Client outcomes

Single women investors seek to control their retirement preparedness

March 12, 2024
A woman reads while drinking coffee on a couch.

Our country is riding a demographic wave that will start to crest as more Americans turn 65 this year than ever before1. The traditional retirement age may not be the milestone it once was — many delay retirement and continue working past age 65, while others retire sooner than they thought – but as more Americans approach retirement, financial planning should increasingly focus on retirement preparedness. This is especially true of women, and single women in particular, who are navigating unique financial challenges.

The latest Advisor Authority survey, powered by the Nationwide Retirement Institute®, explored the financial planning considerations that are common among single women investors and uncovered insights to help financial professionals focus on proactive solutions.

Confronting the barriers to financial security

Preparing for retirement has long been a challenge for many women given historical pay inequality. Many women also lose time saving for retirement and building wealth by leaving the workforce to care for children and family members. Then there’s the fact that women tend to live longer than men, which means they need to plan for a longer retirement.

Yet the immediate challenges of the current economic climate, such as inflation and fear of a recession, are also affecting the retirement confidence of women. Seven out of ten women surveyed said they are rethinking if and when they can retire because of these economic concerns.

Single women in particular are feeling the impacts of economic uncertainty. According to our survey, single women are:

  • Less optimistic than married women about their financial outlook for the next 12 months (31% of single women said they’re optimistic vs. 39% of married women).
  • More worried about their ability to afford their monthly bills in retirement, due to the rising costs of living (44% of single women are worried vs 34% of married women).

View the infographic

Ready for the opportunity to build retirement confidence

Meeting today’s financial needs demands clear guidance and specific steps that women can take to improve their retirement preparedness. Our survey also found that single women tend to be more proactive in working with their financial professionals in planning for retirement. Our survey results lay out a roadmap financial professionals can follow when working with their female clients.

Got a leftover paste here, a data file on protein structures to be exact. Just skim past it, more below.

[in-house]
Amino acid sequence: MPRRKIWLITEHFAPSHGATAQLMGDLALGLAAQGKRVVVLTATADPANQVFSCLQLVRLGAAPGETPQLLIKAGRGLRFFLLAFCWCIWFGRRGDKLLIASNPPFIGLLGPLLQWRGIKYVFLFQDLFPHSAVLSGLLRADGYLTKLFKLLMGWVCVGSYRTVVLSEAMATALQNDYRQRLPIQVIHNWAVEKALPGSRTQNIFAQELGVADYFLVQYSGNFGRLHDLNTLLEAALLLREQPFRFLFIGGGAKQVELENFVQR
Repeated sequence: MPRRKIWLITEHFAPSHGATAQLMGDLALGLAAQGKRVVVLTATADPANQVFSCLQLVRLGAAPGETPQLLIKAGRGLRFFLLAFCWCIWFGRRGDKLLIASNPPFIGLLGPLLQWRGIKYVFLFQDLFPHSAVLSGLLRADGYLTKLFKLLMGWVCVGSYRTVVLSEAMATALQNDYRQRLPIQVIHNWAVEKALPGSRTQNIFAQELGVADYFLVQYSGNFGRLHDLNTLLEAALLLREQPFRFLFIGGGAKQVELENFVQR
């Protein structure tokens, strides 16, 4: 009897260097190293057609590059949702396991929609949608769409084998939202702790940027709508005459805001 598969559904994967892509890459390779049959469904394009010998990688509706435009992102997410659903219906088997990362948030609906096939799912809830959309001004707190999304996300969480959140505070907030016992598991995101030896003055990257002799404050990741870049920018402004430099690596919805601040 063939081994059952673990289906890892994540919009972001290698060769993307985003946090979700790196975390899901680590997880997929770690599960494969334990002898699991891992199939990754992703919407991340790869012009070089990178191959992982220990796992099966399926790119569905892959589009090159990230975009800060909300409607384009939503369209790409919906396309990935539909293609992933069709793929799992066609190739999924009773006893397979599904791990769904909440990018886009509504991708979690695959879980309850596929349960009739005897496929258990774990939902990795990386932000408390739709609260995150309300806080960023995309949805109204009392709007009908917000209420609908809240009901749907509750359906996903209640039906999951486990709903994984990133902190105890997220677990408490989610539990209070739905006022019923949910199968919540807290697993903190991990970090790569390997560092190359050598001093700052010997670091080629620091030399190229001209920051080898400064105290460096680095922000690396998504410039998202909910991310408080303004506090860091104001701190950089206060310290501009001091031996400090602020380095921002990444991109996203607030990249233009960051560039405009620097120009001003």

Many single women have already taken proactive steps to improve their financial outlook by establishing working relationships with a financial professional. More than two in five (41%) single women with a financial professional began working with them in the last 12 months. Among single women, the most common topics they are frequently discussing with their financial professionals include tax planning (37%), building sufficient retirement savings (34%) and converting accumulated savings to retirement income (27%).

That’s a trend many of us in the financial services industry expect to grow in the coming years as a significant share of wealth is transferred to younger generations. By 2030, Gen X and Millennial investors are expected to inherit as much as $30 trillion in wealth held by Baby Boomers.2 A fair share of this wealth will be in the hands of Gen X and Millennial women.

From the financial professional perspective, this represents a business-building opportunity to help women investors achieve their long-term goals. Nearly all financial professionals who responded to our survey feel well-equipped to serve the needs of their women clients (96%). Moreover, nine in ten financial professionals plan to grow the number of women clients in their practices over the next 12 months, an 11-percentage point increase since August 2023.

While those numbers are encouraging, there’s still work for financial professionals to do to build trust and confidence among women clients. Just around half of single and married women (47% and 51%, respectively) who pay to work with an advisor or financial professional feel that person understands their financial goals at this stage in their lives.

A full-circle focus on financial planning

As you look to grow the share of women clients in your book of business, keep in mind that their unique experiences have influenced their needs for financial and retirement planning.

For many women, preparing financially for the future is not about one thing. There are many aspects to retirement preparedness and a holistic plan that factors in the opportunities and the challenges. That holistic plan should include these aspects:


  • 1

    “Turning 65 This Year? Here Are 10 Key Things To Know” Kiplinger Personal Finance, Dec. 30, 2023.

  • 2

    “Women as the next wave of growth in US wealth management” McKinsey & Company, July 29, 2020.

  • Methodology:

    The research was conducted online within the U.S. by The Harris Poll on behalf of Nationwide from January 8-23, 2024, among 518 advisors and financial professionals and 2,346 investors ages 18+ with investable assets (IA) of $10K+.  Advisors and financial professionals included 257 RIAs, 178 broker-dealers, 130 wirehouse and 42 other financial professionals. Among the investors, there were 601 Mass Affluent (IA of $100K-$499K), 518 Emerging High Net Worth (IA of $500K-$999K), 410 High Net Worth (IA of $1M-$4.99M) and 217 Ultra High Net Worth (IA of $5M+), as well as 600 investors with $10K to less than $100K investable assets (“Less affluent”).  Investors included a subset of 391 “pre-retirees” age 55-65 who are not retired, and a subset of 346 single women and 726 married women.

  • Disclosure:

    Nationwide and its representatives do not give legal or tax advice. An attorney or tax advisor should be consulted for answers to specific questions.